The stock dove (Columba oenas) is a species of bird in the family Columbidae, the doves and pigeons. It is widely distributed in the western Palearctic.
The genus Columba is in the pigeon family, and has the widest distribution. Its members are typically pale grey or brown, often with white head or neck markings or iridescent green or purple patches on the neck and breast. The neck feathers may be stiffened and aligned to form grooves, but these are absent in this species. The stock dove is less grey in plumage than other pigeons in Europe.
The three western European Columba pigeons, though alike, have very distinctive characteristics. The common wood pigeon may be readily distinguished by its large size, as well as the white on its neck (in adults) and wings. The rock dove and stock dove are more alike in size and plumage, but wild specimens of the former have a white rump and two well-marked dark bars on the wing, while the rump of the stock dove is grey and its wing bars incomplete. The feral pigeon (the same species as the rock dove) is highly variable, and indistinctly marked grey specimens with the white rump missing can sometimes resemble the stock dove quite closely.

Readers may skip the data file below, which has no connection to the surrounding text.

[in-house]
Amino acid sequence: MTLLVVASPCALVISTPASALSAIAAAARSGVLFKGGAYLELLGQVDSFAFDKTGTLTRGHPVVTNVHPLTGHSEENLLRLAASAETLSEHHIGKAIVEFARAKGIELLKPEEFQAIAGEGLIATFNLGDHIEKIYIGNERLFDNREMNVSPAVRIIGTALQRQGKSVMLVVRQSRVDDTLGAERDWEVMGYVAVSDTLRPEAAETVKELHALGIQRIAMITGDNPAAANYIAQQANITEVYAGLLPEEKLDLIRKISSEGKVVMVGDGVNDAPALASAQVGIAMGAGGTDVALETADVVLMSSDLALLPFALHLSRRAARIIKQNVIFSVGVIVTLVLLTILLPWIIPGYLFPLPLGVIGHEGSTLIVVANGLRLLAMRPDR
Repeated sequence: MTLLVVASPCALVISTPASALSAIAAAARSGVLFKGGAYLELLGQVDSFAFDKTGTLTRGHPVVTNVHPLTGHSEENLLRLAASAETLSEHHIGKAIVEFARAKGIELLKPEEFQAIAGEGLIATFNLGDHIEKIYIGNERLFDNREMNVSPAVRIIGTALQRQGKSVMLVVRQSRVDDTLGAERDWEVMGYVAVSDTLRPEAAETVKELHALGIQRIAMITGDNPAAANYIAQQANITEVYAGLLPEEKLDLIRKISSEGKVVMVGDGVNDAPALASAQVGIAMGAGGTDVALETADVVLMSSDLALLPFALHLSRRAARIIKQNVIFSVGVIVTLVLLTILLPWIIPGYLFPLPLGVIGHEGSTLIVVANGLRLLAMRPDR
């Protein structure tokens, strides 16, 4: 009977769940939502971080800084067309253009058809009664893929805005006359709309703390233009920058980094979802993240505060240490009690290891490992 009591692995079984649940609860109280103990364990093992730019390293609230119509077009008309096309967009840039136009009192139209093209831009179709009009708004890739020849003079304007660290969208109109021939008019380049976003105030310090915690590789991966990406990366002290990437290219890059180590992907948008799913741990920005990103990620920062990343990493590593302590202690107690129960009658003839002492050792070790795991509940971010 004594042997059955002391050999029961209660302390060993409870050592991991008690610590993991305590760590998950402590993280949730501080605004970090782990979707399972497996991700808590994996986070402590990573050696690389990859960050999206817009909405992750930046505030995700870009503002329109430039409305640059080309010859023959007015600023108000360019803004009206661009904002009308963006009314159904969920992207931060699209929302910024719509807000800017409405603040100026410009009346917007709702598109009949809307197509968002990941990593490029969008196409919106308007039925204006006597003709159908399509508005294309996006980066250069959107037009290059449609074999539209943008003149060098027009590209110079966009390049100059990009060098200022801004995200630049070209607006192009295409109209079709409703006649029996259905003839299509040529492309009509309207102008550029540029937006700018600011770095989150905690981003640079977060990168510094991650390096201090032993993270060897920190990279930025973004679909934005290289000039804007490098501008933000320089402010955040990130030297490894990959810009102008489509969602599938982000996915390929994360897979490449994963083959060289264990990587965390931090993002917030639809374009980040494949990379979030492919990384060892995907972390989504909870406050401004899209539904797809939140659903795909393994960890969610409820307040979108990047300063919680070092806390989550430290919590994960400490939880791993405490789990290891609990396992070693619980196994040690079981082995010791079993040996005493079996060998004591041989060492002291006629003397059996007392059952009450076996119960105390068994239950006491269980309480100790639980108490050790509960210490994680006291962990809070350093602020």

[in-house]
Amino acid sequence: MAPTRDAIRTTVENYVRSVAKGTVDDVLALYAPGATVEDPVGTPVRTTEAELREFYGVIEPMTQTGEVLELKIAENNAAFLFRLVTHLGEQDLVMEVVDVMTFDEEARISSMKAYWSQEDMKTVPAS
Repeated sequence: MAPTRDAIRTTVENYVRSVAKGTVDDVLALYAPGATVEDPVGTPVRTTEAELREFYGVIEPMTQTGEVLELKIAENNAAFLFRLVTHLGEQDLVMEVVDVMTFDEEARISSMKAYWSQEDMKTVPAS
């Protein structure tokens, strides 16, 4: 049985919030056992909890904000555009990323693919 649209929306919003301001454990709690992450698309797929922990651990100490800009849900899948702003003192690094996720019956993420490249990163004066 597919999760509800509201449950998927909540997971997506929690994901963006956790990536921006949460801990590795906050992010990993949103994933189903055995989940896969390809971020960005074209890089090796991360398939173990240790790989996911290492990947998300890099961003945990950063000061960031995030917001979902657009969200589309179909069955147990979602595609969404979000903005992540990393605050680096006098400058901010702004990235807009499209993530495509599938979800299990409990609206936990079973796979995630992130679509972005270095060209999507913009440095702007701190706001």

The stock dove is sociable as well as gregarious, often consorting with wood pigeons, though doubtless it is the presence of food which brings them together. The short, deep, "grunting" Ooo-uu-ooh call is quite distinct from the modulated cooing notes of the common wood pigeon; it is loud enough to be described, somewhat fancifully, as "roaring".